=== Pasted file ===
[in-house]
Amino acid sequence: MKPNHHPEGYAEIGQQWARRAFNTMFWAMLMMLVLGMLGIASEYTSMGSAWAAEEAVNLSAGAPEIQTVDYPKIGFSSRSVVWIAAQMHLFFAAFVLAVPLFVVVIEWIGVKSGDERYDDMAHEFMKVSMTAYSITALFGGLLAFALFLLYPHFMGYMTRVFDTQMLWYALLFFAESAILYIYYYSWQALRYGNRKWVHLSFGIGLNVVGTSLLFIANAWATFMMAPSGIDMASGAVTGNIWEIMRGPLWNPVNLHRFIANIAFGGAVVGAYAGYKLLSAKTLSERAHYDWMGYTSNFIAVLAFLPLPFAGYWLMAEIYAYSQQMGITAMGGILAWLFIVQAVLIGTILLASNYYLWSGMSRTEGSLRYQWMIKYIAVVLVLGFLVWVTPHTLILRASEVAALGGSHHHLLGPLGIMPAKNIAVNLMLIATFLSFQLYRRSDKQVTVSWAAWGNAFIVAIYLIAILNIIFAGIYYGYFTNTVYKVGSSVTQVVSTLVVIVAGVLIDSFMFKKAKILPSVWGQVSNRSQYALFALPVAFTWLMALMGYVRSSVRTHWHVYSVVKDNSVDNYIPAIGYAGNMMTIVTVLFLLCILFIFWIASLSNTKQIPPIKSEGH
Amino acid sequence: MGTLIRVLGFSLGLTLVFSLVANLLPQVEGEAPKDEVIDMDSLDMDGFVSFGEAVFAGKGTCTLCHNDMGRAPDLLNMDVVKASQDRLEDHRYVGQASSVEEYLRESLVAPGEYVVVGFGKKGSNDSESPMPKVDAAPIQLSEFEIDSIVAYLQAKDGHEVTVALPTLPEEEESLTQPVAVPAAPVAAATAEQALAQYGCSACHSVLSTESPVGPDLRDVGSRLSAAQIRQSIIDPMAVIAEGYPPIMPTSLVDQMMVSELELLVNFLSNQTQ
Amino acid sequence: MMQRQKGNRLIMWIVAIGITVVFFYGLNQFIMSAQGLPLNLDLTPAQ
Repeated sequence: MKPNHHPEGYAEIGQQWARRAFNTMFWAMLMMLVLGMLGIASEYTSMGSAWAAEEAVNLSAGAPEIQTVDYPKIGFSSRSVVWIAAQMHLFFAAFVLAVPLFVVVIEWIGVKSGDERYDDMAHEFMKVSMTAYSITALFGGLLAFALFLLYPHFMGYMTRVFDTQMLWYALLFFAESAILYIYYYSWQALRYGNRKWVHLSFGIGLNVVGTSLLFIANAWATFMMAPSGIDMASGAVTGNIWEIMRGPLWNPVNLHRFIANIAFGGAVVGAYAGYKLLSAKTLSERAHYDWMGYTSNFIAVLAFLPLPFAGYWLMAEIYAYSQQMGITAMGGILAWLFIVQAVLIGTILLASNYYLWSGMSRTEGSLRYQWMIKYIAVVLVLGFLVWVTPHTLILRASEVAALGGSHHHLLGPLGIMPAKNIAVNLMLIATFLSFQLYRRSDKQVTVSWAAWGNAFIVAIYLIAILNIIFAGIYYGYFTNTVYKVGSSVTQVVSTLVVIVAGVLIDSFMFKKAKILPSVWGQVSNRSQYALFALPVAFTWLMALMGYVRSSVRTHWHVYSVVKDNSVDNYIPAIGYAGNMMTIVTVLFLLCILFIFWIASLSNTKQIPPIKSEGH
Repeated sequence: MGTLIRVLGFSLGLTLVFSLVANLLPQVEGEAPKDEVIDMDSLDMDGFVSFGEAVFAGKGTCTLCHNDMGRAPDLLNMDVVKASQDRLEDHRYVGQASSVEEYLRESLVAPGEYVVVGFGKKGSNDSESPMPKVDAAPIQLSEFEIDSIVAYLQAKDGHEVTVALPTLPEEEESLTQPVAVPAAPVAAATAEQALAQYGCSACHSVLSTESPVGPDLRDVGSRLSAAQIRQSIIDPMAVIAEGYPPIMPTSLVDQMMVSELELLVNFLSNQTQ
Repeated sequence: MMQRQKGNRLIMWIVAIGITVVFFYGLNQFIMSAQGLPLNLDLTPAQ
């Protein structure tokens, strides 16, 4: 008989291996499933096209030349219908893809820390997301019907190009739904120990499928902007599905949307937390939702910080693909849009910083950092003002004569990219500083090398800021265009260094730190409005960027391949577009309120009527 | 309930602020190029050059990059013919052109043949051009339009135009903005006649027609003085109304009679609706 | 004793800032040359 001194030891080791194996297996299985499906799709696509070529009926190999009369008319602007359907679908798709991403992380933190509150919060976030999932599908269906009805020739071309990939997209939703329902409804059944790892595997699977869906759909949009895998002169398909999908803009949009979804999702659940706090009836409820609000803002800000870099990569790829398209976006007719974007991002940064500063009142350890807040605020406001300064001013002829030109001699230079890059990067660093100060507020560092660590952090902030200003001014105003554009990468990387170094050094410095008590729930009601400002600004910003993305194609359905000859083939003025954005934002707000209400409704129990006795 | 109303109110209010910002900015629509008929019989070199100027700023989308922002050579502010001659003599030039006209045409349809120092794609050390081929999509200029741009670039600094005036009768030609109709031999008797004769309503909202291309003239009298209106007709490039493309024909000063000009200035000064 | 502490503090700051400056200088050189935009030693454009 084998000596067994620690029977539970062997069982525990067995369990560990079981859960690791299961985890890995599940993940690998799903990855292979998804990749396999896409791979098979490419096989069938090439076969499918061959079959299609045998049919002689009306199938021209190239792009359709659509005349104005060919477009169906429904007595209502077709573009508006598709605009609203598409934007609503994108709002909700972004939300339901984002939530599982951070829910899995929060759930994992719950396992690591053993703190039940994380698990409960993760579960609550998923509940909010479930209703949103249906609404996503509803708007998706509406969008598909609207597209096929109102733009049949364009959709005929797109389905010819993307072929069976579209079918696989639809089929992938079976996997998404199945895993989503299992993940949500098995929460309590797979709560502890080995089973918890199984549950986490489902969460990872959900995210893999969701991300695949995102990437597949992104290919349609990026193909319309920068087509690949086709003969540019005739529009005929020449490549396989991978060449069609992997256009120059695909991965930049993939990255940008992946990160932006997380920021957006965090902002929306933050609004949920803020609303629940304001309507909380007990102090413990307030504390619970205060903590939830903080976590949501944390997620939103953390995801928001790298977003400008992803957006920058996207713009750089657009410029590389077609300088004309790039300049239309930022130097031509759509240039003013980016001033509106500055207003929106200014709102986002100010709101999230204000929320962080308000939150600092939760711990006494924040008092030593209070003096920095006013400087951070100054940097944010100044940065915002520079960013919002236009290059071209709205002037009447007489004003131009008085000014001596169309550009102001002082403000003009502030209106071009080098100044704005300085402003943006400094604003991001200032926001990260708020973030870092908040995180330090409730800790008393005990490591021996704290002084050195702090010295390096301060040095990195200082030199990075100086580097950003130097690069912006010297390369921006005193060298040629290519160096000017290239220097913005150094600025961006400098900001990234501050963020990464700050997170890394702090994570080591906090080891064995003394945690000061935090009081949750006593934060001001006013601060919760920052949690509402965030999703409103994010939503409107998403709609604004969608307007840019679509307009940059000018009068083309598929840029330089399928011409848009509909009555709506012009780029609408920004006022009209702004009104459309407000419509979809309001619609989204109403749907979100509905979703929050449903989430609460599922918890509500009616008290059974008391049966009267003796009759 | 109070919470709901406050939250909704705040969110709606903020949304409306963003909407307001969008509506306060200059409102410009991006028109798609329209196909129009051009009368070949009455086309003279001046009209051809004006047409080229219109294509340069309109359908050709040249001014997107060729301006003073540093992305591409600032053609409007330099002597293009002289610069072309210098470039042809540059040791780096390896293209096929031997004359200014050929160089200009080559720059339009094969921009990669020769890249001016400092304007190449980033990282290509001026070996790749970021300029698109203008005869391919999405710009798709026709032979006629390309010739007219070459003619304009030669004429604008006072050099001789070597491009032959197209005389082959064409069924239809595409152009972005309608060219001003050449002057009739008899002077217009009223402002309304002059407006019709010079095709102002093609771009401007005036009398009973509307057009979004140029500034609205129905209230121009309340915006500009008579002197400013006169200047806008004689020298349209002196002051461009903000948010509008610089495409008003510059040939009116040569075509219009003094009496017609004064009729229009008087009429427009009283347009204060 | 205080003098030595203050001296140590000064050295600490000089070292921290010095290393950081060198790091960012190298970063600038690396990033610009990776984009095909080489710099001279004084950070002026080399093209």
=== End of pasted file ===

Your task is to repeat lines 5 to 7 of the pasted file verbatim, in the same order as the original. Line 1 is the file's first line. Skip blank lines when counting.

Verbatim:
Repeated sequence: MKPNHHPEGYAEIGQQWARRAFNTMFWAMLMMLVLGMLGIASEYTSMGSAWAAEEAVNLSAGAPEIQTVDYPKIGFSSRSVVWIAAQMHLFFAAFVLAVPLFVVVIEWIGVKSGDERYDDMAHEFMKVSMTAYSITALFGGLLAFALFLLYPHFMGYMTRVFDTQMLWYALLFFAESAILYIYYYSWQALRYGNRKWVHLSFGIGLNVVGTSLLFIANAWATFMMAPSGIDMASGAVTGNIWEIMRGPLWNPVNLHRFIANIAFGGAVVGAYAGYKLLSAKTLSERAHYDWMGYTSNFIAVLAFLPLPFAGYWLMAEIYAYSQQMGITAMGGILAWLFIVQAVLIGTILLASNYYLWSGMSRTEGSLRYQWMIKYIAVVLVLGFLVWVTPHTLILRASEVAALGGSHHHLLGPLGIMPAKNIAVNLMLIATFLSFQLYRRSDKQVTVSWAAWGNAFIVAIYLIAILNIIFAGIYYGYFTNTVYKVGSSVTQVVSTLVVIVAGVLIDSFMFKKAKILPSVWGQVSNRSQYALFALPVAFTWLMALMGYVRSSVRTHWHVYSVVKDNSVDNYIPAIGYAGNMMTIVTVLFLLCILFIFWIASLSNTKQIPPIKSEGH
Repeated sequence: MGTLIRVLGFSLGLTLVFSLVANLLPQVEGEAPKDEVIDMDSLDMDGFVSFGEAVFAGKGTCTLCHNDMGRAPDLLNMDVVKASQDRLEDHRYVGQASSVEEYLRESLVAPGEYVVVGFGKKGSNDSESPMPKVDAAPIQLSEFEIDSIVAYLQAKDGHEVTVALPTLPEEEESLTQPVAVPAAPVAAATAEQALAQYGCSACHSVLSTESPVGPDLRDVGSRLSAAQIRQSIIDPMAVIAEGYPPIMPTSLVDQMMVSELELLVNFLSNQTQ
Repeated sequence: MMQRQKGNRLIMWIVAIGITVVFFYGLNQFIMSAQGLPLNLDLTPAQ